Sean Miller sat there in a red shirt with an Arizona logo on it -- water bottle to his left, white piece of paper to his right -- and carefully read a statement Thursday afternoon during which he said the following: "Let me be very, very clear: I have never discussed with Christian Dawkins paying Deandre Ayton to attend the University of Arizona. [Any] reporting to the contrary is inaccurate, false and defamatory."

So that's that, huh?

There's no wiggle room here. Miller is 100 percent denying ESPN's report from late Friday that alleged the Arizona coach was indeed caught on a wiretap discussing a pay-for-play scheme with Dawkins, the former runner for agent Andy Miller, involving Ayton, the five-star freshman who is averaging 19.9 points and 11.2 rebounds for a team that's just a win over Stanford late Thursday from securing at least a share of the Pac-12 title.

Miller will coach against Stanford.

And, boy, the ovation he'll receive during introductions from fans who believe ESPN inaccurately, and unfairly, damaged their school's brand and coach's reputation with a report that has been subsequently corrected multiple times is sure to be something. But it's also worth noting that ESPN quickly released a statement Thursday afternoon that said it "stands by its reporting on Miller and the FBI investigation" even though the timeline ESPN initially reported doesn't make sense, as has confirmed. Wild stuff. And so where this goes from here will be interesting for sure.

Can ESPN produce an audio recording that confirms its report? Will Miller sue? And what happens if Dawkins, who has been charged with multiple felonies, cooperates with federal authorities?

Would his own words help or hurt Miller?

Frankly, I don't know. But what I do know is that it's reasonable to wonder whether Miller can effectively run his program at an elite level going forward given everything that's happened -- which is why Arizona is, on some level, taking a risk and putting a lot of faith in a coach who, if nothing else, has a longtime assistant (Book Richardson) facing up to 60 years in prison for crimes allegedly committed on his watch.

Is everybody sure that's not a problem?

By allowing Miller to continue in his role, Arizona is, first and foremost, trusting he can still recruit with a cloud of uncertainty hovering above him -- and despite the fact that this scandal has already cost the program two prospects, and despite the fact that Miller's top recruiter was fired in January. That's an assumption, at best. And beyond that, the school is also essentially taking Miller at his word when he says he's "done nothing wrong" all while ESPN is still reporting, accurately or inaccurately, that Miller isn't being honest.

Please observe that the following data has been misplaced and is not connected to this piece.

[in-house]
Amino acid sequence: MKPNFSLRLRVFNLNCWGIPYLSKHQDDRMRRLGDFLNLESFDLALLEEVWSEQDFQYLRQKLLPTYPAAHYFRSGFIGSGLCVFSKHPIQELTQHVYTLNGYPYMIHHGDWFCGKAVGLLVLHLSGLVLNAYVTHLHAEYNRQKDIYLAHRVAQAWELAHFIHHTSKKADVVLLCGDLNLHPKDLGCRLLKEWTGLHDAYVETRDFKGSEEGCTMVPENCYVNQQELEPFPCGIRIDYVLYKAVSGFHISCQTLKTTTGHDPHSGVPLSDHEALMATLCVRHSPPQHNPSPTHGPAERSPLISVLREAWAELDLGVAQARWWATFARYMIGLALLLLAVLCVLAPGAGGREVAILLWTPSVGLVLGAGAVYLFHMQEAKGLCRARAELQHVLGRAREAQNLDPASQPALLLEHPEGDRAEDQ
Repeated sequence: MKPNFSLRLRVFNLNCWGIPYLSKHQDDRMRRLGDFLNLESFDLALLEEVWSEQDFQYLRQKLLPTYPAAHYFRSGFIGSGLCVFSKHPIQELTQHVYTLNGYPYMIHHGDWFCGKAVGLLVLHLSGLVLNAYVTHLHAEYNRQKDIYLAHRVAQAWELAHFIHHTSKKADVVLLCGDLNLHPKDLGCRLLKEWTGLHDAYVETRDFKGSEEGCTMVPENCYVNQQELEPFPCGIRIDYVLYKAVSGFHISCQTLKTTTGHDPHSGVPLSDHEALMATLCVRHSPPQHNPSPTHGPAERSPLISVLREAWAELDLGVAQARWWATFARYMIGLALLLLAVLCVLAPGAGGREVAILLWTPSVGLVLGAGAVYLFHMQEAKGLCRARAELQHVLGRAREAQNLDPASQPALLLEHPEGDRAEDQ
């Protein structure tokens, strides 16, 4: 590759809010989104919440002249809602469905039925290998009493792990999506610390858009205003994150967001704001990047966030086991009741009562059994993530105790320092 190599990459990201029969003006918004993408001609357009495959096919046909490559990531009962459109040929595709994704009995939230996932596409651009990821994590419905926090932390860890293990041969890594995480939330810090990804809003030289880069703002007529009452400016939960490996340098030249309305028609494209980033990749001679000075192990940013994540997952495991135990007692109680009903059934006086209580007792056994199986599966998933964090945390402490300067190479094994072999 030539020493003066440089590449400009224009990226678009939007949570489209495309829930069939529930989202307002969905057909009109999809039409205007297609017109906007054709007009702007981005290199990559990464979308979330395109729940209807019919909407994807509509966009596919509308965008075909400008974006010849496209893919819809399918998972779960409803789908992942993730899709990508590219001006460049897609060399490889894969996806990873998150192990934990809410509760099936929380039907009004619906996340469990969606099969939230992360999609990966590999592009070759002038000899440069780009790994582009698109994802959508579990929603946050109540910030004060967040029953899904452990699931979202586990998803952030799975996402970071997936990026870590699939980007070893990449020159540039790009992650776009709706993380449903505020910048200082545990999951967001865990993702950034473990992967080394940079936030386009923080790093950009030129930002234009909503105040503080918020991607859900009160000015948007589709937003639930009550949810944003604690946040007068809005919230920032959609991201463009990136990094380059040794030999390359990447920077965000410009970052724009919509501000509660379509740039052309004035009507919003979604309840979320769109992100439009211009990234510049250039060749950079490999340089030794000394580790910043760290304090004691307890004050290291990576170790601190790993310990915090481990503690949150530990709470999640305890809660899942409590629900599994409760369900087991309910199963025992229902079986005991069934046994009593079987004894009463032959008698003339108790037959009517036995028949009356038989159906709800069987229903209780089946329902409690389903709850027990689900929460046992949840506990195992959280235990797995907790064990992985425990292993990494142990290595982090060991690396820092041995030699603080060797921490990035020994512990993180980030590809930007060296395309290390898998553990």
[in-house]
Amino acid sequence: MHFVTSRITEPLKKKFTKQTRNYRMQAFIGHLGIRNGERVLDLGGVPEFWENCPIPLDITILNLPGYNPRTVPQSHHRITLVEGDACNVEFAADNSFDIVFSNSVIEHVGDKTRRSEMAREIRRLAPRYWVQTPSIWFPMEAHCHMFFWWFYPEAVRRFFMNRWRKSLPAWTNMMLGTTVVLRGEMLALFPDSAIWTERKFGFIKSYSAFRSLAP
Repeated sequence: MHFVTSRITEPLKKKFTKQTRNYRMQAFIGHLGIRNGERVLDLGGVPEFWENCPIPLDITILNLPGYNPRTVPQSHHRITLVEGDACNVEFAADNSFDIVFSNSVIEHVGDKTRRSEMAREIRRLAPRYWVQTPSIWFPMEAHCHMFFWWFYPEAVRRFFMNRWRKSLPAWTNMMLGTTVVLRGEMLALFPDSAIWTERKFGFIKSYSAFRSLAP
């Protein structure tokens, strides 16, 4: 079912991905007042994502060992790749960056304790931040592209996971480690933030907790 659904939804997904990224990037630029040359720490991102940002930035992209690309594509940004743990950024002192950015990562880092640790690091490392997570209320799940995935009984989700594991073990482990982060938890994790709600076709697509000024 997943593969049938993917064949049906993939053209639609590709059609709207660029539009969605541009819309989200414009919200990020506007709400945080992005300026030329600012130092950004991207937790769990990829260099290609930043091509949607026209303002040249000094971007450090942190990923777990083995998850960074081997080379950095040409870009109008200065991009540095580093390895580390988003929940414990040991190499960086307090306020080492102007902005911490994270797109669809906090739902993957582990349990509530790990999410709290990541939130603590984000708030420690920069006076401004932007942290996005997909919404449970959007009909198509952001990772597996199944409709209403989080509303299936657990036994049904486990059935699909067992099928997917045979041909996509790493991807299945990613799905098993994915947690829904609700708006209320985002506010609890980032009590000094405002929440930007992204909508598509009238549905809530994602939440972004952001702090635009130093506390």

Plus, this FBI investigation remains a long ways from over.

And Richardson is still out there.

And like I've said many times on the Eye on College Basketball podcast, he is not some street criminal who lives by a code of "snitches get stitches." He's a college-educated man with a wife and children. And there's just no way he's going to spend more time away from his family than he's required to spend in the spirit of protecting a multimillionaire Pac-12 coach.

So he's going to talk.

And though it's only fair to acknowledge it's possible Richardson will have zero stories to tell when he talks, let me ask a question: Does that seem likely? Maybe. But it's hard to know for sure. Which is why Miller, long as we're being honest, remains at risk of being implicated in basically anything at any point -- or, at the very least, he's at risk of having one of his former assistants publicly acknowledge any number of problematic things -- as information the FBI has obtained, or will obtain, continues to trickle out.

Arizona is willing to deal with that reality, clearly.

But not all schools would.

And don't ever forget that the last big brand (Louisville) that stood by its scandal-ridden coach (Rick Pitino) ended up regretting it once the FBI uncovered he was allegedly involved in a pay-for-play scheme to get a five-star prospect (Brian Bowen) to enroll. Pitino was fired in October. And though he, like Miller, still claims he'll be vindicated, it doesn't seem to matter much to anybody but him.

Bottom line, you cannot unring that ESPN bell from last Friday. No matter what Sean Miller did or did not say on a wiretap, real damage was done in lots of ways. He's stained in many people's eyes -- if not forever then at least for a while. And it's why some thought it might've been in Arizona's best interests to, one way or another, just cut ties and move on. I'm not saying that would've been fair or right. I'm just saying it would've been understandable, all things considered. Because all Arizona not removing Miller now means is that Arizona might be forced to do it later if an incriminating wiretap, or something else, surfaces. And the only thing worse than doing it now would be operating ineffectively under a cloud of scandal for several more months or years and then, once some federal documents are actually released, having to do it later anyway, at which point the administration would face tough questions.

That's the truth.

But for now, Sean Miller will coach.

Innocent or guilty, Sean Miller will coach.

And, in just a few hours, he'll probably win a game and cut nets like a champion.